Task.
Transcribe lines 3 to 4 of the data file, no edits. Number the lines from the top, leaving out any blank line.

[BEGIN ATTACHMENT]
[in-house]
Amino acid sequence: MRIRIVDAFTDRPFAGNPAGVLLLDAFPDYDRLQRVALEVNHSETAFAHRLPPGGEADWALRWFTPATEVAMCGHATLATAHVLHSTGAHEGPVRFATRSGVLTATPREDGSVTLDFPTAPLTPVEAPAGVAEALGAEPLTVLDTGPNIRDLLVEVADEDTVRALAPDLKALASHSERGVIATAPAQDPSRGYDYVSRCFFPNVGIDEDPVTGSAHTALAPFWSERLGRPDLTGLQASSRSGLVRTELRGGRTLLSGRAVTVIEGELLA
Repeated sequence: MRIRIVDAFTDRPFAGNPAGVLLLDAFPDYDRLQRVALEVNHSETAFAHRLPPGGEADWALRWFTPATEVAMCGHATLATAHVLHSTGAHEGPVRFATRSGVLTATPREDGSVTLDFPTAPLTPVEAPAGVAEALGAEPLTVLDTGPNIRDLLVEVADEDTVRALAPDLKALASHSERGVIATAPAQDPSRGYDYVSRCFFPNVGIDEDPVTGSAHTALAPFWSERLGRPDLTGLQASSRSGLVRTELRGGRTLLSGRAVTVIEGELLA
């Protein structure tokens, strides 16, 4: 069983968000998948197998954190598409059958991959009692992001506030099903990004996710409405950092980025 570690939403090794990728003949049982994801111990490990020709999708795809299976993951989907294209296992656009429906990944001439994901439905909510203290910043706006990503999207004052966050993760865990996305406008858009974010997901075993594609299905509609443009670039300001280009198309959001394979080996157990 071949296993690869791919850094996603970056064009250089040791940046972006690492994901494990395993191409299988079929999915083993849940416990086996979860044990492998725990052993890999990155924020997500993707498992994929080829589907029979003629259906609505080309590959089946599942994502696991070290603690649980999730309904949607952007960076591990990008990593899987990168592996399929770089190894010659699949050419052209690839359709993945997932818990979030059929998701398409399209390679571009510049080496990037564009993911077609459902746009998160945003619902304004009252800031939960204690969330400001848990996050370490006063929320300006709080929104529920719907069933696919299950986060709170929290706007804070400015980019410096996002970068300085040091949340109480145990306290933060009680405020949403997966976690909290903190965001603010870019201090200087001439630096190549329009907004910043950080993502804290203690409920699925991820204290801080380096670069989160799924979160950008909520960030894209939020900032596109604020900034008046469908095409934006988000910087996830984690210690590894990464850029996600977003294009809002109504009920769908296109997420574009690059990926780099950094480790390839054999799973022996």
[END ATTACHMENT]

Repeated sequence: MRIRIVDAFTDRPFAGNPAGVLLLDAFPDYDRLQRVALEVNHSETAFAHRLPPGGEADWALRWFTPATEVAMCGHATLATAHVLHSTGAHEGPVRFATRSGVLTATPREDGSVTLDFPTAPLTPVEAPAGVAEALGAEPLTVLDTGPNIRDLLVEVADEDTVRALAPDLKALASHSERGVIATAPAQDPSRGYDYVSRCFFPNVGIDEDPVTGSAHTALAPFWSERLGRPDLTGLQASSRSGLVRTELRGGRTLLSGRAVTVIEGELLA
């Protein structure tokens, strides 16, 4: 069983968000998948197998954190598409059958991959009692992001506030099903990004996710409405950092980025 570690939403090794990728003949049982994801111990490990020709999708795809299976993951989907294209296992656009429906990944001439994901439905909510203290910043706006990503999207004052966050993760865990996305406008858009974010997901075993594609299905509609443009670039300001280009198309959001394979080996157990 071949296993690869791919850094996603970056064009250089040791940046972006690492994901494990395993191409299988079929999915083993849940416990086996979860044990492998725990052993890999990155924020997500993707498992994929080829589907029979003629259906609505080309590959089946599942994502696991070290603690649980999730309904949607952007960076591990990008990593899987990168592996399929770089190894010659699949050419052209690839359709993945997932818990979030059929998701398409399209390679571009510049080496990037564009993911077609459902746009998160945003619902304004009252800031939960204690969330400001848990996050370490006063929320300006709080929104529920719907069933696919299950986060709170929290706007804070400015980019410096996002970068300085040091949340109480145990306290933060009680405020949403997966976690909290903190965001603010870019201090200087001439630096190549329009907004910043950080993502804290203690409920699925991820204290801080380096670069989160799924979160950008909520960030894209939020900032596109604020900034008046469908095409934006988000910087996830984690210690590894990464850029996600977003294009809002109504009920769908296109997420574009690059990926780099950094480790390839054999799973022996």